The following is a joint statement by the Department of State, the Department of Labor, and the Office of the United States Trade Representative:
Today, the United States is outlining next steps in a longstanding effort to address in a meaningful way worker safety problems in Bangladesh – the severity of which were exemplified in the tragedies of the November 2012 Tazreen Fashions factory fire and the April 2013 Rana Plaza building collapse – and, more broadly, the ability of Bangladeshi workers to exercise their full range of labor rights.
On June 27, 2013, President Obama announced his decision to suspend Bangladesh’s trade benefits under the Generalized System of Preferences (GSP) in view of insufficient progress by the Government of Bangladesh in affording Bangladeshi workers internationally recognized worker rights. That decision followed an extensive, interagency review under the GSP program of worker rights and worker safety in Bangladesh during which the U.S. Government encouraged the Government of Bangladesh to implement needed reforms. At the time of the announcement, the Administration provided the Government of Bangladesh with an action plan which, if implemented, could provide a basis for the President to consider the reinstatement of GSP trade benefits.
Today, the Administration is making this action plan public as a means to reinforce and support the efforts of all international stakeholders to promote improved worker rights and worker safety in Bangladesh. On the basis of this action plan, the United States looks forward to continuing to work with Bangladesh on the actions it needs to take in relation to potential reinstatement of GSP benefits.
The United States is also pleased to associate itself with the July 8, 2013 European Union (EU)-Bangladesh-International Labor Organization (ILO) Sustainability Compact for Continuous Improvements in Labour Rights and Factory Safety in the Ready-made Garment and Knitwear Industry in Bangladesh (Compact). The United States looks forward to working as a full partner with the EU, Bangladesh, and the ILO to implement the goals of the Compact, many of which are broadly consistent with the GSP action plan we are releasing today. At the same time, the United States will pursue additional concrete actions required under the GSP action plan, such as increasing sanctions for labor violations sufficient to deter future misconduct, publicly reporting on the outcome of union registration applications, establishing an effective complaint mechanism for labor violations, and ending violence and harassment of labor activists and unions.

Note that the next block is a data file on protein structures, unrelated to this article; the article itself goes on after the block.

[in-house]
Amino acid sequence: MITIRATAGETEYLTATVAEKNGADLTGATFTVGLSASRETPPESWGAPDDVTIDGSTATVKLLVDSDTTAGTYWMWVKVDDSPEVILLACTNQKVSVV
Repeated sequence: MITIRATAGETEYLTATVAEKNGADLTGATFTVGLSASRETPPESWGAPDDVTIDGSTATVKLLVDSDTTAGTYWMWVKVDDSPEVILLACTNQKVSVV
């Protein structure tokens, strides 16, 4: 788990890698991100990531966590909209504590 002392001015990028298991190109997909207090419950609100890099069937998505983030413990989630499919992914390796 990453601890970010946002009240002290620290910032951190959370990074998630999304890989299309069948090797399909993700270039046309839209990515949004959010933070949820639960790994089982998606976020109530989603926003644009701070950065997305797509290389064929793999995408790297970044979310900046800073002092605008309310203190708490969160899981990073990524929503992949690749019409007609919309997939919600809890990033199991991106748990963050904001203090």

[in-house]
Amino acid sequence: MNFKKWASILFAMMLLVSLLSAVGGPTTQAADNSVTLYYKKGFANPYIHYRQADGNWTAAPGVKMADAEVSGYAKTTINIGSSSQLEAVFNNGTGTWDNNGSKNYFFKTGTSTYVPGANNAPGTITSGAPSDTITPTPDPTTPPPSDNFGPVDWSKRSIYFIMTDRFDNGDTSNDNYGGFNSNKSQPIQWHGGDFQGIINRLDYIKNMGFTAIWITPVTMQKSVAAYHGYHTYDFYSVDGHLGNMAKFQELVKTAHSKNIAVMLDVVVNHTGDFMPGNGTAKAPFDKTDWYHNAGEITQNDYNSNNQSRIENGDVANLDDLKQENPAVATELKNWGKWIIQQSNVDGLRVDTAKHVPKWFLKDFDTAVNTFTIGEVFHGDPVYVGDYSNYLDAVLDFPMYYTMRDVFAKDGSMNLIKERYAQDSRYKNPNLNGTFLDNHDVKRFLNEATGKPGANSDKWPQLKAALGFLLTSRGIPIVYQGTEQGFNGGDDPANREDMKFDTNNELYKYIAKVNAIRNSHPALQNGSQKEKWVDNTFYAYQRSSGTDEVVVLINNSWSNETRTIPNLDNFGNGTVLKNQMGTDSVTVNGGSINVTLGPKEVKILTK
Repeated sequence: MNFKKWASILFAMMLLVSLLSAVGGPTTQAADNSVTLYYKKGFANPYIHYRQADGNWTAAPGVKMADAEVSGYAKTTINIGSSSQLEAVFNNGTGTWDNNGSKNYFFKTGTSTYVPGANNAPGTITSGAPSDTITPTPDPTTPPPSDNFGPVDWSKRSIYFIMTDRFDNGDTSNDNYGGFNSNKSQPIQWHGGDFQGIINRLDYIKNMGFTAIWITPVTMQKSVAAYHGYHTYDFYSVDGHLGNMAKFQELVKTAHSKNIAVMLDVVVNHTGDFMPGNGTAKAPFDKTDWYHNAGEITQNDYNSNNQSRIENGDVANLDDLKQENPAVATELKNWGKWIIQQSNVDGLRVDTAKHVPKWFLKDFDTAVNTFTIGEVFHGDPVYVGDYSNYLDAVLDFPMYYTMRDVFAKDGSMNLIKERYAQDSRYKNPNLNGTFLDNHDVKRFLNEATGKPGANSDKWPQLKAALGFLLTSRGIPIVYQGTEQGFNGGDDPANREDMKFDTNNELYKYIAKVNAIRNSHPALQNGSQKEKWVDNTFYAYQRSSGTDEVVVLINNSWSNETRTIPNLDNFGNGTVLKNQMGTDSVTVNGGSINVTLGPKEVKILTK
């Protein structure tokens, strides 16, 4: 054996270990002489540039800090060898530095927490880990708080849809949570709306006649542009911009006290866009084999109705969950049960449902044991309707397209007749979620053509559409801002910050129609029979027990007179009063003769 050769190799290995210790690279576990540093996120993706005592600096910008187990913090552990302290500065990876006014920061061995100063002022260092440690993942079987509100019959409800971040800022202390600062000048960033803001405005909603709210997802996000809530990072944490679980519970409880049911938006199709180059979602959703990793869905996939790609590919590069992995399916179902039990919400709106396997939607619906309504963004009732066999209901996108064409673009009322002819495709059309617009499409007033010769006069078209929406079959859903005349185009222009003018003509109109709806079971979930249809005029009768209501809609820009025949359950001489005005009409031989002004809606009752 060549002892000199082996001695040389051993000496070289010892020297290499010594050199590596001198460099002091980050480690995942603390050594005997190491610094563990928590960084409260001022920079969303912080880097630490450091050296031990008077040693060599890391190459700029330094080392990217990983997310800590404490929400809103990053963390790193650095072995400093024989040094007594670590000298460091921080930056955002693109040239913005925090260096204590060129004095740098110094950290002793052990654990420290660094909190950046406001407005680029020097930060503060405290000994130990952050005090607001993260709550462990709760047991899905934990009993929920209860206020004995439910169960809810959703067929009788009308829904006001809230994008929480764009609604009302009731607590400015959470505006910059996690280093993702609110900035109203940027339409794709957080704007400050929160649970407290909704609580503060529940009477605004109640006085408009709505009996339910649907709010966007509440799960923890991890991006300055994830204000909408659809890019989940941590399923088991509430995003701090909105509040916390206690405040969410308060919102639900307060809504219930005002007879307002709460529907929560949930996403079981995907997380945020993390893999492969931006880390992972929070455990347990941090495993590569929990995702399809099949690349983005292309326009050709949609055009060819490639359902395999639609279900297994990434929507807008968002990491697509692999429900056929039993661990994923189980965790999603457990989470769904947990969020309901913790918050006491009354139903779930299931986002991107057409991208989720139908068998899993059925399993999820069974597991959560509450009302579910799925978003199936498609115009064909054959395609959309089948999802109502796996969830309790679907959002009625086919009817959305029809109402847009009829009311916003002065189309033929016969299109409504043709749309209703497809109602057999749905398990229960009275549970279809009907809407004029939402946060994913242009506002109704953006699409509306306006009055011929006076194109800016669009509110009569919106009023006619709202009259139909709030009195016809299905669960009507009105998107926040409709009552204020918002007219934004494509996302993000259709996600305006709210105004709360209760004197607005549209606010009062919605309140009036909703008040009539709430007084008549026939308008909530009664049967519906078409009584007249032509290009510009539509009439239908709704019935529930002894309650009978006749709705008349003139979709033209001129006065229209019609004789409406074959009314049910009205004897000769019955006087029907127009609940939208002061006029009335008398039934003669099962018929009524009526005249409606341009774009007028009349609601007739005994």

In addition to these complementary, government-to-government efforts, the Administration recognizes the importance of efforts by retailers and brands to ensure that the factories from which they source are compliant with all fire and safety standards in Bangladesh. We urge the retailers and brands to take steps needed to help advance changes in the Bangladeshi garment sector and to work together and with other stakeholders to ensure that their efforts are coordinated and sustained.
The Administration looks forward to continuing its engagement with the Government of Bangladesh and all stakeholders in order to effect positive change for Bangladeshi workers and to help ensure that the recent tragedies we have witnessed do not recur.
BANGLADESH ACTION PLAN 2013
The United States Government encourages the Government of Bangladesh (GOB) to take significant actions to provide a basis for reinstating Bangladesh’s Generalized System of Preferences (GSP) benefits, including by implementing commitments under the “National Tripartite Plan of Action on Fire Safety and Structural Integrity” and taking the following actions:
Government Inspections for Labor, Fire and Building Standards
• Develop, in consultation with the International Labor Organization (ILO), and implement in line with already agreed targets, a plan to increase the number of government labor, fire and building inspectors, improve their training, establish clear procedures for independent and credible inspections, and expand the resources at their disposal to conduct effective inspections in the readymade garment (RMG), knitwear, and shrimp sectors, including within Export Processing Zones (EPZs).